The road meanders gently upwards. Take the first left and then the next left. Views of Schull Harbour start to open out as the road rises. Looking back, you can see how Schull nestles at the foot of Mount Gabriel (see the photograph at the top of this post).

A tiny shrine in a gatepost

Later on, this boreen will be heady with Foxglove and Loosestrife and Oxeye Daisies, and later still the purple heather will dominate, but this is early spring and it’s been a long cold winter. 

Everything is late this year, so I am happy to see the ever-reliable Celandine in profusion.

The willows are starting to bud out too, but apart from that, it seems that dandelions and lawn daisies are the only wildflowers brave enough to flourish along the way. Not that we disdain these humble flowers – they provide early and important nourishment for the insects and the bees. Must feed those pollinators!

Connie and Betty Griffin have built a house with magnificent vistas near the top of the hill. They never stop adding to it, Betty with flowers and Connie with quirky additions, sculptures and walls. This time, he showed us his Sailor Hill Newgrange, a nifty arrangement of standing stones that respond to the rising sun by capturing the morning light in a stone recess.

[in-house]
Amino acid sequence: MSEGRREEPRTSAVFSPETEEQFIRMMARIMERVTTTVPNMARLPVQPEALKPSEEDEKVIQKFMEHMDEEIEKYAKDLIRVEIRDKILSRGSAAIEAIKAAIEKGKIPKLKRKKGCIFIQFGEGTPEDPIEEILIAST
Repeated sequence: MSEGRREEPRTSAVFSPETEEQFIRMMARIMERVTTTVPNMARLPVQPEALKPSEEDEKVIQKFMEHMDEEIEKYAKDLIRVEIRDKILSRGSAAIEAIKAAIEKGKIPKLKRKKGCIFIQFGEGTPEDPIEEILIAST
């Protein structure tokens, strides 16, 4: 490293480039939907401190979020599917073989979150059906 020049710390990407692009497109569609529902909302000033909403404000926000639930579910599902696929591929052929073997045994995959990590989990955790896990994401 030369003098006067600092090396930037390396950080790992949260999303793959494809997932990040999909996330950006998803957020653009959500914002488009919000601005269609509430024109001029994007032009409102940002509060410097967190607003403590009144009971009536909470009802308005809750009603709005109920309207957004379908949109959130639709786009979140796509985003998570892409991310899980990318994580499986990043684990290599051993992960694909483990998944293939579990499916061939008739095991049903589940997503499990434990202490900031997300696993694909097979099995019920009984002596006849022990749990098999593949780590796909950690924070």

Connie demonstrates his sun calendar to Robert

Up to the top then, and there it is – a breathtaking panorama that encompasses the whole of Roaringwater Bay and Long Island Sound to the south, and Mount Gabriel and its foothills to the north. Cape Clear, the Fastnet, Sherkin Island and all the smaller islands are laid out in front of you.

And there’s a cross and inscriptions, so you begin to realise that this site is about more than those views. Connie, who designed and built it, wants us to think about those who lost their lives at sea. It’s his own personal mark of respect and a reminder to us in the midst of all this grandeur to take a moment to contemplate on the power of the ocean and the fleeting nature of life.

I had to look up The Niña, 1492, and of course it was one of Columbus’ ships. He took the Santa Maria, the Niña and the Pinta on his voyage to the New World, but the Niña was his favourite. To learn why, take a look at this. But why is it here? Well, I’m not sure, but there is a tradition around here that Columbus may have visited West Cork on his way. His last provisioning stop may have been with the hospitable, learned and Spanish-speaking Fineen O’Mahony, Scholar Prince of Rossbrin

Connie has built his own tiny belvedere (he calls it his folly) perched to take maximum advantage of the view. It’s the perfect spot to sit, munch an apple, and enjoy a companionable chat before the walk down again.

A final look out to sea. There’s Long Island and beyond it the Fastnet Rock with its iconic lighthouse.

We paused to admire a Goldfinch in Connie’s garden, as well as his wonderful textural arrangement of sticks, stones and whalebones.

Thank you, Connie and Betty, from two happy walkers.